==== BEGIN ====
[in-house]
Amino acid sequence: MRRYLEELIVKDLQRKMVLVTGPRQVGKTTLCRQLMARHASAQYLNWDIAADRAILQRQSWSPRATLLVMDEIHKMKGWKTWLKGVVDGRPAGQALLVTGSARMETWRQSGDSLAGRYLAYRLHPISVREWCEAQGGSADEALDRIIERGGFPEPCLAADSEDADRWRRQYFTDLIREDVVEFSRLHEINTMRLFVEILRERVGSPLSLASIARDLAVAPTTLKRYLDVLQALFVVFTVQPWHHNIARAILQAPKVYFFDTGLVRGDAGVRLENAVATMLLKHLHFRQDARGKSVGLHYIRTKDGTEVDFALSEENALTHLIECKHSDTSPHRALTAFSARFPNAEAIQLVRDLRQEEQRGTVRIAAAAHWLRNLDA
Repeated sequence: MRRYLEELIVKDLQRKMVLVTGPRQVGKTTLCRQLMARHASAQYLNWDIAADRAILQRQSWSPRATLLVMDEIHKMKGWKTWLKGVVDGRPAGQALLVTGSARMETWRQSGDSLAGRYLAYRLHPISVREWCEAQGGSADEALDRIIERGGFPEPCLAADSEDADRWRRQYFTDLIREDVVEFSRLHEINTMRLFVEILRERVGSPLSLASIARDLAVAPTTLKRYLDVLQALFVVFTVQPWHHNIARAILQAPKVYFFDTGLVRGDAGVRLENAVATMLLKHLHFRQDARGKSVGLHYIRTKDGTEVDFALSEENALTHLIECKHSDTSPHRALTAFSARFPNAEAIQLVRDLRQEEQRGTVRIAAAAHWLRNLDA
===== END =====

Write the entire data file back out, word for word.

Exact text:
[in-house]
Amino acid sequence: MRRYLEELIVKDLQRKMVLVTGPRQVGKTTLCRQLMARHASAQYLNWDIAADRAILQRQSWSPRATLLVMDEIHKMKGWKTWLKGVVDGRPAGQALLVTGSARMETWRQSGDSLAGRYLAYRLHPISVREWCEAQGGSADEALDRIIERGGFPEPCLAADSEDADRWRRQYFTDLIREDVVEFSRLHEINTMRLFVEILRERVGSPLSLASIARDLAVAPTTLKRYLDVLQALFVVFTVQPWHHNIARAILQAPKVYFFDTGLVRGDAGVRLENAVATMLLKHLHFRQDARGKSVGLHYIRTKDGTEVDFALSEENALTHLIECKHSDTSPHRALTAFSARFPNAEAIQLVRDLRQEEQRGTVRIAAAAHWLRNLDA
Repeated sequence: MRRYLEELIVKDLQRKMVLVTGPRQVGKTTLCRQLMARHASAQYLNWDIAADRAILQRQSWSPRATLLVMDEIHKMKGWKTWLKGVVDGRPAGQALLVTGSARMETWRQSGDSLAGRYLAYRLHPISVREWCEAQGGSADEALDRIIERGGFPEPCLAADSEDADRWRRQYFTDLIREDVVEFSRLHEINTMRLFVEILRERVGSPLSLASIARDLAVAPTTLKRYLDVLQALFVVFTVQPWHHNIARAILQAPKVYFFDTGLVRGDAGVRLENAVATMLLKHLHFRQDARGKSVGLHYIRTKDGTEVDFALSEENALTHLIECKHSDTSPHRALTAFSARFPNAEAIQLVRDLRQEEQRGTVRIAAAAHWLRNLDA